I happened across the first season of Orange almost by accident. I'd read that the show, which follows inmate Piper Chapman during a brief yet painfully long prison stay for a crime she committed in her past, was part of Netflix's initiative to load the service with more additional content. The fact that it was based on a memoir about Piper Kerman's real-life stint in the big house piqued my interest.
One episode in and I was hooked. The interplay between Piper and her fellow prisoners was compelling because it felt real. I assumed hard-knocks lessons such as taking care not to insult the food in the presence of the head cook or risk being starved out, and finding a prison "wife" to watch your back in the showers and corridors, were based on Kerman's firsthand experience of the system.
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One of their sticking points is greater character customization. They want the option to play a male or female hero, as well as be granted full control over the look of that hero. Similar to an MMORPG like World of WarCraft, GT's editors want to change the hero's race, skin color, eye shade, and every detail down to finger-nail length and color. As a Zelda fan for nearly 25 of my 32 years, I have a slightly different opinion on the notion of changing Link's time-honored look.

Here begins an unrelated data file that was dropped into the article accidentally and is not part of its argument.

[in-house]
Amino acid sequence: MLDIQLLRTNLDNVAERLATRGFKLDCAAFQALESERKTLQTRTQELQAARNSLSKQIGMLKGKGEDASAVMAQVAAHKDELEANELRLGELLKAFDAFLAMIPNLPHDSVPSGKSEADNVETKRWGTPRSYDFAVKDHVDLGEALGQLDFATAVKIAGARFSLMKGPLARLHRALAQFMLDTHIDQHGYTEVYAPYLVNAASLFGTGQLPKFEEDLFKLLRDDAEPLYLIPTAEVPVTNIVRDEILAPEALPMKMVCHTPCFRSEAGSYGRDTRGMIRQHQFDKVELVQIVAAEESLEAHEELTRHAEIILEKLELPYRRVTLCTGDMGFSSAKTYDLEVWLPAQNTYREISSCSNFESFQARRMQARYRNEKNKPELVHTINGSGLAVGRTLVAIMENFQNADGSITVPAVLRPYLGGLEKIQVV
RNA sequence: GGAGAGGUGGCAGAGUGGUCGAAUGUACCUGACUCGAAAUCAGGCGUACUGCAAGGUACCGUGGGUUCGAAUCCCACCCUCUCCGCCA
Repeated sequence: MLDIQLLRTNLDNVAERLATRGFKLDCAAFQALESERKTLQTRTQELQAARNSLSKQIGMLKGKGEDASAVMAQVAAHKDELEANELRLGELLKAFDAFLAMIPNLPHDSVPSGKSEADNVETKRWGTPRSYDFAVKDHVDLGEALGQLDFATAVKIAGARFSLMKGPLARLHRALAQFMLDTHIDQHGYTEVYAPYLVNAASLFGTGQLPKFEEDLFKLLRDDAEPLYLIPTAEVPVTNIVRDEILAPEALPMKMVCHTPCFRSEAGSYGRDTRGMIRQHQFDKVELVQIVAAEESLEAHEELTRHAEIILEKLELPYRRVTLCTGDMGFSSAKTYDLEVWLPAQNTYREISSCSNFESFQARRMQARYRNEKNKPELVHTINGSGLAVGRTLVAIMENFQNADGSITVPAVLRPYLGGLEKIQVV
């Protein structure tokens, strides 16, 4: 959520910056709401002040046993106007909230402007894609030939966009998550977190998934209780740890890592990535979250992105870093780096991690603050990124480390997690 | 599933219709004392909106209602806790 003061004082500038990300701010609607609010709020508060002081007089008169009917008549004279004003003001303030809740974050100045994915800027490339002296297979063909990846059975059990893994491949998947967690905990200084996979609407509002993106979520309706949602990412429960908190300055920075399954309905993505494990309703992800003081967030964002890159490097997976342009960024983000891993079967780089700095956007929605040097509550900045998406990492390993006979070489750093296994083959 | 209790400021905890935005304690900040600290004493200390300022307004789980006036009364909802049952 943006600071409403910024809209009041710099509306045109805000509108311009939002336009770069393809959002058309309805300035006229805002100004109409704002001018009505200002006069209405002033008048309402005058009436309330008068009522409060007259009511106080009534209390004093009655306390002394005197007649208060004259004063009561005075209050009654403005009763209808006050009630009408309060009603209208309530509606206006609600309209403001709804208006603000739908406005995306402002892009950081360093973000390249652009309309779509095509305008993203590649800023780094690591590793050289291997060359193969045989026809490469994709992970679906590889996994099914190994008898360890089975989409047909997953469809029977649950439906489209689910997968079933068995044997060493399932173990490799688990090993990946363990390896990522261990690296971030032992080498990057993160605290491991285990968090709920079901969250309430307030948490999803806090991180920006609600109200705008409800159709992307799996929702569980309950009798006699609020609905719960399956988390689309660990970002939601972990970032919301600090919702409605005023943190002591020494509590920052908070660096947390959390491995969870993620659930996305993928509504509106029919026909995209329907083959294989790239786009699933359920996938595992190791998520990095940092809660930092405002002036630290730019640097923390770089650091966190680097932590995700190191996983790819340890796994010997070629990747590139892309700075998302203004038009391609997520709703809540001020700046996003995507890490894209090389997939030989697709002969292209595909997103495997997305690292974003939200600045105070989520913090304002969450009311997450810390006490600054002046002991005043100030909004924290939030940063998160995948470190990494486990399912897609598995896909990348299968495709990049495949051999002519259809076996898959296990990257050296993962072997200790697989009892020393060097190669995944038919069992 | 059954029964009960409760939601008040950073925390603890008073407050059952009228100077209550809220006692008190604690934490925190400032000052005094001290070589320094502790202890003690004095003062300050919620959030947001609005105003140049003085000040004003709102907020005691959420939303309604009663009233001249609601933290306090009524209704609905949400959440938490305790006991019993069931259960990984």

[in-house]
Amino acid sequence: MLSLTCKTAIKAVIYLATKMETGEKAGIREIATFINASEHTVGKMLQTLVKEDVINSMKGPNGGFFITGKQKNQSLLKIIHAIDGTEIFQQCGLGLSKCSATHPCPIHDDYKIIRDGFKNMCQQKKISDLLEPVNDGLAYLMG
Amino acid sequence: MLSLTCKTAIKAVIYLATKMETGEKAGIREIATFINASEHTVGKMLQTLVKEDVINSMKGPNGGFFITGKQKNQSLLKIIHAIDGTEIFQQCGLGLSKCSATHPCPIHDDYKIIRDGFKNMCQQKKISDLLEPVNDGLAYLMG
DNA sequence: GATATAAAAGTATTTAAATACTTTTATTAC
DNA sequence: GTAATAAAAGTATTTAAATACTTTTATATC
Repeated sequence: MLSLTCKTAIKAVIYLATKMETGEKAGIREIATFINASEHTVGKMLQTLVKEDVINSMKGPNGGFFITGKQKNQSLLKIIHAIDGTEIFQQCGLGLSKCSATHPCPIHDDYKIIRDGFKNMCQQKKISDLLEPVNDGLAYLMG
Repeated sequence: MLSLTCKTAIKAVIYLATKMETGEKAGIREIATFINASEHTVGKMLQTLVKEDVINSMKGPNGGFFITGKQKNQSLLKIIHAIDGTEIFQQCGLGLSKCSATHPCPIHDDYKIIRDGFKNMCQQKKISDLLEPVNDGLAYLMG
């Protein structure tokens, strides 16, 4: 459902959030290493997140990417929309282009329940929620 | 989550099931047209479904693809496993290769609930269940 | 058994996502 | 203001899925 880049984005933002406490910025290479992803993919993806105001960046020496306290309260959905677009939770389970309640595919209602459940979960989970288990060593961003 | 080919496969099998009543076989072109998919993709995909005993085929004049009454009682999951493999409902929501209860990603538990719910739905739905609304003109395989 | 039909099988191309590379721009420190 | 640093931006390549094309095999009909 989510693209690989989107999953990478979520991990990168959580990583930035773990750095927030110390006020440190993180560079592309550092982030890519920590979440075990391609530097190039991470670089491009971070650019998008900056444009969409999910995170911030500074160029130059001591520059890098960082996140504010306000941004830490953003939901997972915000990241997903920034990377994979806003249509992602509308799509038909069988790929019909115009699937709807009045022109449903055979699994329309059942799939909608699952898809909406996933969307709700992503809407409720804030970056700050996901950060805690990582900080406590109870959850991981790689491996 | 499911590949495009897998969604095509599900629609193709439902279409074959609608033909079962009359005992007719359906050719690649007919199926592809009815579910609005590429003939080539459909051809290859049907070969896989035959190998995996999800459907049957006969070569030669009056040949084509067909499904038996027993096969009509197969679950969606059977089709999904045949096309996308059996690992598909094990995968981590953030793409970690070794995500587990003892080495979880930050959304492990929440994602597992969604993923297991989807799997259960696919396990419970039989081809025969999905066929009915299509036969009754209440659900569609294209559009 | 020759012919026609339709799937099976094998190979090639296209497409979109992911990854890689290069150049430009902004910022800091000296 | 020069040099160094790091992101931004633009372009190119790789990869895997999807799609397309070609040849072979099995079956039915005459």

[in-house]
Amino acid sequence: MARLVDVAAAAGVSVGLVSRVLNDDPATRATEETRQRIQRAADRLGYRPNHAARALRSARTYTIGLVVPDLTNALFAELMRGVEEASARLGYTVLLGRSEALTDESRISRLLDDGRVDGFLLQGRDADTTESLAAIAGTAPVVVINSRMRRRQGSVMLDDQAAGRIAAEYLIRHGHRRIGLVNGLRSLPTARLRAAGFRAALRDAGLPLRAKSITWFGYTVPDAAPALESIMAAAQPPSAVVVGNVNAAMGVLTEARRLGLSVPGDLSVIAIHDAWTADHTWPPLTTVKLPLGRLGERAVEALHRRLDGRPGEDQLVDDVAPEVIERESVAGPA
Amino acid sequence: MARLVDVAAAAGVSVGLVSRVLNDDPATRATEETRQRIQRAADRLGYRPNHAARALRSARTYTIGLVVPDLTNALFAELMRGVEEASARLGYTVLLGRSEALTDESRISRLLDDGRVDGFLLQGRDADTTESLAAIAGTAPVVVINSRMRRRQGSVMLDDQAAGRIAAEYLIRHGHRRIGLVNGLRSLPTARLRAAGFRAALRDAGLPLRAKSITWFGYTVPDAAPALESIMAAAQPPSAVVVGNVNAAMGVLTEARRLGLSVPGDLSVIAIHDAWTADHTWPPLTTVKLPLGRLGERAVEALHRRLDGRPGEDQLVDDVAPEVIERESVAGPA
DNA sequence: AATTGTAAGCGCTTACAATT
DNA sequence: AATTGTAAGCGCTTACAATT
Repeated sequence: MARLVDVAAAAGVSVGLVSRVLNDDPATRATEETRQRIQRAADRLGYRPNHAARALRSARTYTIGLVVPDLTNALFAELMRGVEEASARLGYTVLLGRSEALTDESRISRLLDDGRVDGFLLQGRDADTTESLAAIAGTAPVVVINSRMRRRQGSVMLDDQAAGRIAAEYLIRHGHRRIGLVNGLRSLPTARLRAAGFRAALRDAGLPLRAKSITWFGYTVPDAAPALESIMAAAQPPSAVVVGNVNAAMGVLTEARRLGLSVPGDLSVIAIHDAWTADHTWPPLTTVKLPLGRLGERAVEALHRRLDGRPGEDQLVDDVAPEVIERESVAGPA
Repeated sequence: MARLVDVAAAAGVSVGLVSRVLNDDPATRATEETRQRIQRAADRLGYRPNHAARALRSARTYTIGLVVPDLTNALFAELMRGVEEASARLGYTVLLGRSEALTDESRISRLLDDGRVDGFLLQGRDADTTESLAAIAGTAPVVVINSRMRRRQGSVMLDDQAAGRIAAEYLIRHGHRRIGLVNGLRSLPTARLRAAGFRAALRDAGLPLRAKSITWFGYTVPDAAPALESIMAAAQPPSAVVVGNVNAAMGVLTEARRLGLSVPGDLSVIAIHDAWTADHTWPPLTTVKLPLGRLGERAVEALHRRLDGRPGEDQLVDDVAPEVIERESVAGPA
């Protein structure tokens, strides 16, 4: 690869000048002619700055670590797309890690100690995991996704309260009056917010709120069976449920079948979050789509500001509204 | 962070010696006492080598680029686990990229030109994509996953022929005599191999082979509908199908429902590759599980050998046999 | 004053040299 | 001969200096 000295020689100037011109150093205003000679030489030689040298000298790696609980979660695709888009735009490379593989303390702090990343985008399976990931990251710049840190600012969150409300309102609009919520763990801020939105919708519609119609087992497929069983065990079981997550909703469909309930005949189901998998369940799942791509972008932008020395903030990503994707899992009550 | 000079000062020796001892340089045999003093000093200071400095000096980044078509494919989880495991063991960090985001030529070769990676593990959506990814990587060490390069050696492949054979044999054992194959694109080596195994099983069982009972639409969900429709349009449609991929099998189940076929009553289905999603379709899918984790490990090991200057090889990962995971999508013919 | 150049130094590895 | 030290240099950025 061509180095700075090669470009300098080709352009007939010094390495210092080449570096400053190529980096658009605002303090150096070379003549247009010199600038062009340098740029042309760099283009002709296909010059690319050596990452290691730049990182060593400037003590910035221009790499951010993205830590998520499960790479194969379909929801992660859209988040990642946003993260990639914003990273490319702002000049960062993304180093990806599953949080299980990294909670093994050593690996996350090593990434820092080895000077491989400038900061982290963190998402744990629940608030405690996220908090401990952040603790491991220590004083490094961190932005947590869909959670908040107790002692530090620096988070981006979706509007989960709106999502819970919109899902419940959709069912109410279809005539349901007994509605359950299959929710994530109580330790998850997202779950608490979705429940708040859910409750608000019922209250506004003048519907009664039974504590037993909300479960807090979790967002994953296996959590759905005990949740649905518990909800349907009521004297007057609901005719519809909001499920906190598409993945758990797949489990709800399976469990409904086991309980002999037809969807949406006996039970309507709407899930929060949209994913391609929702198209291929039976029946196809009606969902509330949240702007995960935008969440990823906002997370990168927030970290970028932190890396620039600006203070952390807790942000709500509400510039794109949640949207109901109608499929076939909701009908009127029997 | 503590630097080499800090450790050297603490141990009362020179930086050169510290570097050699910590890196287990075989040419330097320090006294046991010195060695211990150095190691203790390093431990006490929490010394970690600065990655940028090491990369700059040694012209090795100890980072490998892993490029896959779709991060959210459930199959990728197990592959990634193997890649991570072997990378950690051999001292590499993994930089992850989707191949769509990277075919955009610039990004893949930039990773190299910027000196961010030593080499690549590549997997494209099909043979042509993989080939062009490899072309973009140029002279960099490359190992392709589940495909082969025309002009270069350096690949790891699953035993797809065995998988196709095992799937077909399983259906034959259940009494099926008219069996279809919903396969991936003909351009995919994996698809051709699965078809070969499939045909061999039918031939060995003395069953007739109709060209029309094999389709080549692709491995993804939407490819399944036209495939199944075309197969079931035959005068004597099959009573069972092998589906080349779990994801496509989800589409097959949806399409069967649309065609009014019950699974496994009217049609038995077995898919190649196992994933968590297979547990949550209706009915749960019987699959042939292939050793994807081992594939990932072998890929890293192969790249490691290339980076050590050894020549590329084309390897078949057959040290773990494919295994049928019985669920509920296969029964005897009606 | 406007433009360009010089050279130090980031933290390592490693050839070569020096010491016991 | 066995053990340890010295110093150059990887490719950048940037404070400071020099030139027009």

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That's Godzilla 2014.
I'm a simple man with simple tastes. Godzilla 2014, which should have been a fun monster movie with an allegory about the folly of man and nuclear war balancing out all the HULK SMASH! destruction, ended up too ponderous. It's not that I disliked the story, or that I expected monster-on-monster carnage to dominate the majority of the film. I enjoyed the story arc of the central characters, a family torn apart by an accident early in the film. The main character had a conflict, he grew, he overcame adversity, and his arc was well-done. But the movie focused too much on that conflict.
Every time the monster mash-up warmed up, we cut back to the humans. There needs to be a balance: pathos on one scale, wanton destruction and calamity on the other. How many times do we need to cut away from Godzilla wrecking or getting wrecked by monsters to see Elizabeth Olsen run forward a few steps and glance back over her shoulder? If these characters haven't done much of anything since the last time we checked in on them, why are we checking in again? To remind us they're still alive? No news is good news. Show me their deaths. Otherwise, devote one scene to them scurrying off to hide and then let the monsters do their thing.